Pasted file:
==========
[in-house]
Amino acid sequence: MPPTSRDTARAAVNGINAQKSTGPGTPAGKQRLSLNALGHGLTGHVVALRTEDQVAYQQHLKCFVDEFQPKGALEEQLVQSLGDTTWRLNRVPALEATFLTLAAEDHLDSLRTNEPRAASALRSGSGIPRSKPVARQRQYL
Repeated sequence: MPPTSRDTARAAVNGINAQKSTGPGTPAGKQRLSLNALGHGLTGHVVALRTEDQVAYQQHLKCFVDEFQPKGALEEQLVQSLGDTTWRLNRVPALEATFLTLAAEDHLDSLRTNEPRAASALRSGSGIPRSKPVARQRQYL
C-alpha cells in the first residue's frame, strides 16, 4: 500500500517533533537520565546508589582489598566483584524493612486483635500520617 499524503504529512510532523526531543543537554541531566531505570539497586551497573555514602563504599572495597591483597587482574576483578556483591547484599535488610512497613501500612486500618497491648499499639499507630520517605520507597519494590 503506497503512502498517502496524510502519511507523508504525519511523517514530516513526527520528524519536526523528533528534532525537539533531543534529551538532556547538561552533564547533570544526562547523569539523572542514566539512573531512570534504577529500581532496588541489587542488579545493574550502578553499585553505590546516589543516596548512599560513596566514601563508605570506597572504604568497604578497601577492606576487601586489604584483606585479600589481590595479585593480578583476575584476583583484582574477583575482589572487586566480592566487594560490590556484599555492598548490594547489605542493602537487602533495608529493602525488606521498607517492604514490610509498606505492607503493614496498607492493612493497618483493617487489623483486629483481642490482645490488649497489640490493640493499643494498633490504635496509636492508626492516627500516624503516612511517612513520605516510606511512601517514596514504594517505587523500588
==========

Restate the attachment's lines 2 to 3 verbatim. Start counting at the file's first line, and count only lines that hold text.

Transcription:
Amino acid sequence: MPPTSRDTARAAVNGINAQKSTGPGTPAGKQRLSLNALGHGLTGHVVALRTEDQVAYQQHLKCFVDEFQPKGALEEQLVQSLGDTTWRLNRVPALEATFLTLAAEDHLDSLRTNEPRAASALRSGSGIPRSKPVARQRQYL
Repeated sequence: MPPTSRDTARAAVNGINAQKSTGPGTPAGKQRLSLNALGHGLTGHVVALRTEDQVAYQQHLKCFVDEFQPKGALEEQLVQSLGDTTWRLNRVPALEATFLTLAAEDHLDSLRTNEPRAASALRSGSGIPRSKPVARQRQYL